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Special Use Airspace (Part One)

by Flight Learnings

in Airspace

Special use airspace or special area of operation (SAO) is the designation for airspace in which certain activities must be confined, or where limitations may be imposed on aircraft operations that are not part of those activities. Certain special use airspace areas can create limitations on the mixed use of airspace. The special use airspace depicted on instrument charts includes the area name or number, effective altitude, time and weather conditions of operation, the controlling agency, and the chart panel location. On National Aeronautical Charting Group (NACG) en route charts, this information is available on one of the end panels. Special use airspace usually consists of:

  • Prohibited areas
  • Restricted areas
  • Warning areas
  • Military operation areas (MOAs)
  • Alert areas
  • Controlled firing areas (CFAs)

Prohibited Areas

Prohibited areas contain airspace of defined dimensions within which the flight of aircraft is prohibited. Such areas are established for security or other reasons associated with the national welfare. These areas are published in the Federal Register and are depicted on aeronautical charts. The area is charted as a “P” followed by a number (e.g., P-49). Examples of prohibited areas include Camp David and the National Mall in Washington, D.C., where the White House and the Congressional buildings are located. [Figure 14-2]

Figure 14-2. An example of a prohibited area is Crawford, Texas.

Figure 14-2. An example of a prohibited area is Crawford, Texas.

Restricted Areas

Restricted areas are areas where operations are hazardous to nonparticipating aircraft and contain airspace within which the flight of aircraft, while not wholly prohibited, is subject to restrictions. Activities within these areas must be confined because of their nature, or limitations may be imposed upon aircraft operations that are not a part of those activities, or both. Restricted areas denote the existence of unusual, often invisible, hazards to aircraft (e.g., artillery firing, aerial gunnery, or guided missiles). IFR flights may be authorized to transit the airspace and are routed accordingly. Penetration of restricted areas without authorization from the using or controlling agency may be extremely hazardous to the aircraft and its occupants. ATC facilities apply the following procedures when aircraft are operating on an IFR clearance (including those cleared by ATC to maintain VFR on top) via a route which lies within joint-use restricted airspace:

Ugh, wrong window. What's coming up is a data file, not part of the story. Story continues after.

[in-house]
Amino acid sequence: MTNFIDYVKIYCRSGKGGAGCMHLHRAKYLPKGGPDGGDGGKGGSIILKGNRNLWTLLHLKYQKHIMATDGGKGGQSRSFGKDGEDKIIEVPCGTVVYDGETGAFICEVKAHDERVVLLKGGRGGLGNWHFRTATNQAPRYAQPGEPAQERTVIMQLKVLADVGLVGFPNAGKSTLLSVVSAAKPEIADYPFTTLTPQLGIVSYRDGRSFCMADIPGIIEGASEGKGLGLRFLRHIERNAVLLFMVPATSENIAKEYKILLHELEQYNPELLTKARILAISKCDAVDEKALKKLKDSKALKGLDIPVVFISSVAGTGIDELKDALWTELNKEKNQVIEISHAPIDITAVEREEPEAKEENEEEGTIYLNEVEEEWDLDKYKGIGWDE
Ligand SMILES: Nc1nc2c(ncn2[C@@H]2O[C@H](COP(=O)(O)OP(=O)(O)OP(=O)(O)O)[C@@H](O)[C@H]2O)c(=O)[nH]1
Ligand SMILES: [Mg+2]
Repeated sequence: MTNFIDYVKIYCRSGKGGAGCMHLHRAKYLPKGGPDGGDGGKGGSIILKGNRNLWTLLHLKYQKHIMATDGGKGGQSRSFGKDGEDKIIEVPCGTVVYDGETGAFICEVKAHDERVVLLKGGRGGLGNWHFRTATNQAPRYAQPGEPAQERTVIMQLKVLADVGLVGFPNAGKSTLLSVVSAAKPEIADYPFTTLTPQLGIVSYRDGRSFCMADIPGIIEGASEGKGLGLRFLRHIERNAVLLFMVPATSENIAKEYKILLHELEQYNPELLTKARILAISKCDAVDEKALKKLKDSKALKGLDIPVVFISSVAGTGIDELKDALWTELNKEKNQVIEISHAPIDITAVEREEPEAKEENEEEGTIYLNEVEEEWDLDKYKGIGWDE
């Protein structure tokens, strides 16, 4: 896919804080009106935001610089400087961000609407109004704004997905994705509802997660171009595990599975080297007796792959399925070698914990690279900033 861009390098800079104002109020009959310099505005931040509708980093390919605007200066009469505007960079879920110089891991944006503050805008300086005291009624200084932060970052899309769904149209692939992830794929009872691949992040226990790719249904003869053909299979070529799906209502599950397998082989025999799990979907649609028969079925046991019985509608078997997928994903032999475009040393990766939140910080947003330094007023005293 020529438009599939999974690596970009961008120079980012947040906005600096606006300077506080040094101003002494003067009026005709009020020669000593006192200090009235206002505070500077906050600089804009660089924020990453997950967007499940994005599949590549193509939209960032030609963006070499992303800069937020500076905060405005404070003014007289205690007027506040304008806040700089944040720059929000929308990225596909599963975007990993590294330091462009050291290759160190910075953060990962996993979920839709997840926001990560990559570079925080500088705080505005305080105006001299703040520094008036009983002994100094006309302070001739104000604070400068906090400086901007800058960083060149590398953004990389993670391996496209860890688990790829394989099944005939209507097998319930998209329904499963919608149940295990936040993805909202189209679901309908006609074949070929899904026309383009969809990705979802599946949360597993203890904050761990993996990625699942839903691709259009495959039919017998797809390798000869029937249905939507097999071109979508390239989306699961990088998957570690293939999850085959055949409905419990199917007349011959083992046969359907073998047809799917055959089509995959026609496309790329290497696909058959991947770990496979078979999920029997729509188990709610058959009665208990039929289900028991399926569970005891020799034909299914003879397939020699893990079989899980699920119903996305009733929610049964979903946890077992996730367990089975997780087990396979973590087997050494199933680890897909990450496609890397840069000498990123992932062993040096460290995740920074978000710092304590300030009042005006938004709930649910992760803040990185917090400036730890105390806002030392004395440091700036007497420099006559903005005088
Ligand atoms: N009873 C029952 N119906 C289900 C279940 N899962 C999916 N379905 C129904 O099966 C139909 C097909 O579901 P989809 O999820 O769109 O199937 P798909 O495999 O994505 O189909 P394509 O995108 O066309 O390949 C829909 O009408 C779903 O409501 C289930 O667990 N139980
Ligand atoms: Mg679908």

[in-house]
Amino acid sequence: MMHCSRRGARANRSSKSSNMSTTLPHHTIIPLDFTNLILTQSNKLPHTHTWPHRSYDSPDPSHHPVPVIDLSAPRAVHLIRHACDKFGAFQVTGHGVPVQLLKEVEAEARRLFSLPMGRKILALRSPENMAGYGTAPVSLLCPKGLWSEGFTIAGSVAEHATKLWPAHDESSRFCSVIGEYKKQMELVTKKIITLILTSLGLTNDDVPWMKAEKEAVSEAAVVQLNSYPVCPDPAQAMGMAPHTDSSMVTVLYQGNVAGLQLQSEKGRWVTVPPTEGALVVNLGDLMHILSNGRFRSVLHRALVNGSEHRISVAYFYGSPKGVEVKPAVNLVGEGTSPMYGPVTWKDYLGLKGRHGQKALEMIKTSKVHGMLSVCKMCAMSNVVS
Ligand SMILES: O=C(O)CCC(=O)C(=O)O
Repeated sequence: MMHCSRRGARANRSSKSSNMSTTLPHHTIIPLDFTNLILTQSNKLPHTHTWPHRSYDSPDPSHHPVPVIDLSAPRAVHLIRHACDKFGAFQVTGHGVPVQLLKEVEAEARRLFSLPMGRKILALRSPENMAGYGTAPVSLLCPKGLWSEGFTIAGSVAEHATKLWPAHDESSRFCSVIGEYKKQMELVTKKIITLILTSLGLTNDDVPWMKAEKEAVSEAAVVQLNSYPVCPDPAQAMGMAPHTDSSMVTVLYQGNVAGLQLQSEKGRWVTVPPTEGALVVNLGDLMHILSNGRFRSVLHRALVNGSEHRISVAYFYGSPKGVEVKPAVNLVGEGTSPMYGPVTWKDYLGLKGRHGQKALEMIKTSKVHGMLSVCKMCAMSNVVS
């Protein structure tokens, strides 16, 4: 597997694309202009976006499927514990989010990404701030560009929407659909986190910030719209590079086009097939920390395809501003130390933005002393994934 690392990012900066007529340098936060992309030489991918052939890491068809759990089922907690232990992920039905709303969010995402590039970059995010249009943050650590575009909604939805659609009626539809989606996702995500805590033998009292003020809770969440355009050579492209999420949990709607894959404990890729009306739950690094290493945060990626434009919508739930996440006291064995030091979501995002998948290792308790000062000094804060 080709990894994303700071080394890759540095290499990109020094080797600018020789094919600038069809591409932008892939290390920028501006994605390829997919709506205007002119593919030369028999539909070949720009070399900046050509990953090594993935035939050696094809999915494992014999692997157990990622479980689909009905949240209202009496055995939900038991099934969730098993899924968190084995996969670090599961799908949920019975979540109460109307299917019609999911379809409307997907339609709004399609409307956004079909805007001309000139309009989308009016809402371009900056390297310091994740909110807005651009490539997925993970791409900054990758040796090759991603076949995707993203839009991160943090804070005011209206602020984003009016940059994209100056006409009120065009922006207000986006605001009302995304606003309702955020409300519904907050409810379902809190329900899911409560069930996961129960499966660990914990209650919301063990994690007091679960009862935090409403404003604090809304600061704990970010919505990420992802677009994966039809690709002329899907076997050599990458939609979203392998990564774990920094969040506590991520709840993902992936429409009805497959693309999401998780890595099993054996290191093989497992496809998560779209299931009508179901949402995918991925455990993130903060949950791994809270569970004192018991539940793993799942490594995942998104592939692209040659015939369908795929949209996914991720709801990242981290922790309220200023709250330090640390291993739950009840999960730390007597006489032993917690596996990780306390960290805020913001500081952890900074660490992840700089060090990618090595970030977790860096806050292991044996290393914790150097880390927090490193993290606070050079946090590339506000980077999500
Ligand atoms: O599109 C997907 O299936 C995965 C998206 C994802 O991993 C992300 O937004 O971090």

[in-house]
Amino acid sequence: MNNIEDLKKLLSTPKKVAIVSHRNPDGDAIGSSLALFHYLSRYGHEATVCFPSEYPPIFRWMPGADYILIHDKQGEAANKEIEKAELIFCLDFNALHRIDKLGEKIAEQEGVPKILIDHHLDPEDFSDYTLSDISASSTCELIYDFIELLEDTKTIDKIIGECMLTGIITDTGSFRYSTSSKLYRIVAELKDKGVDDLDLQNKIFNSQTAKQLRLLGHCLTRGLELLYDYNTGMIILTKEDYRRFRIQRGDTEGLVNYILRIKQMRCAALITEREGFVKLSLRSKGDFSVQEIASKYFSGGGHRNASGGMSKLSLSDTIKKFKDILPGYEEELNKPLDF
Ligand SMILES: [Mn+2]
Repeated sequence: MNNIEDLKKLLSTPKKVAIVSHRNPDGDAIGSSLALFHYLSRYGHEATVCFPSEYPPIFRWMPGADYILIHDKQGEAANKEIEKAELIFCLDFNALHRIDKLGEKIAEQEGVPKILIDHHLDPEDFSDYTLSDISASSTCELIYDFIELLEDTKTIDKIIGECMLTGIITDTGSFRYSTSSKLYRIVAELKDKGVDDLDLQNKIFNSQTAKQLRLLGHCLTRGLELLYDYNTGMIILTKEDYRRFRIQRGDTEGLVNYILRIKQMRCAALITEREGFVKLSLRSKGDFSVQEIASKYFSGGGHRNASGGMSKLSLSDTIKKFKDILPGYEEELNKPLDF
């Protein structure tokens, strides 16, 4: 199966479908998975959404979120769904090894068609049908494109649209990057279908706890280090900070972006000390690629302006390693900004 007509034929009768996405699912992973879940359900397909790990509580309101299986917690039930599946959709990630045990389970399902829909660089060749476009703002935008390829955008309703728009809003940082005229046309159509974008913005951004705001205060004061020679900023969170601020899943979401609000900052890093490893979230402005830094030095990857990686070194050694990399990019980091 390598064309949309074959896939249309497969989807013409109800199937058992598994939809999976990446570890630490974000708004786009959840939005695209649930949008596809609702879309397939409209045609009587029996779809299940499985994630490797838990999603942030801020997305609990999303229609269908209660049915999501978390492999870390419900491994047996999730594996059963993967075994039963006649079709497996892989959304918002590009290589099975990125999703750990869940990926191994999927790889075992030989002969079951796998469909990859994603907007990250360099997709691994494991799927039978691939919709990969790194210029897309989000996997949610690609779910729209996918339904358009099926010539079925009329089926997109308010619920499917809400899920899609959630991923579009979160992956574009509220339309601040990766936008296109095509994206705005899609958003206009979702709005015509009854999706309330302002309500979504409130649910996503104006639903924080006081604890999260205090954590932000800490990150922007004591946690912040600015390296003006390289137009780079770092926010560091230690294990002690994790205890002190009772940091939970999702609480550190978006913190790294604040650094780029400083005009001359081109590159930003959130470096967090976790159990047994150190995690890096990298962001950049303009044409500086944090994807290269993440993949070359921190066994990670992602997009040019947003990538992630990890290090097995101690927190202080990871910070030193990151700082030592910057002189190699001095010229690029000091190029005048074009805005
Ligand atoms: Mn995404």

1. If the restricted area is not active and has been released to the Federal Aviation Administration (FAA), the ATC facility allows the aircraft to operate in the restricted airspace without issuing specific clearance for it to do so.
  2. If the restricted area is active and has not been released to the FAA, the ATC facility issues a clearance which ensures the aircraft avoids the restricted airspace.
Restricted areas are charted with an “R” followed by a number (e.g., R-4401) and are depicted on the en route chart appropriate for use at the altitude or FL being flown. [Figure 14-3] Restricted area information can be obtained on the back of the chart.
Figure 14-3. Restricted areas on a sectional chart.

Figure 14-3. Restricted areas on a sectional chart.

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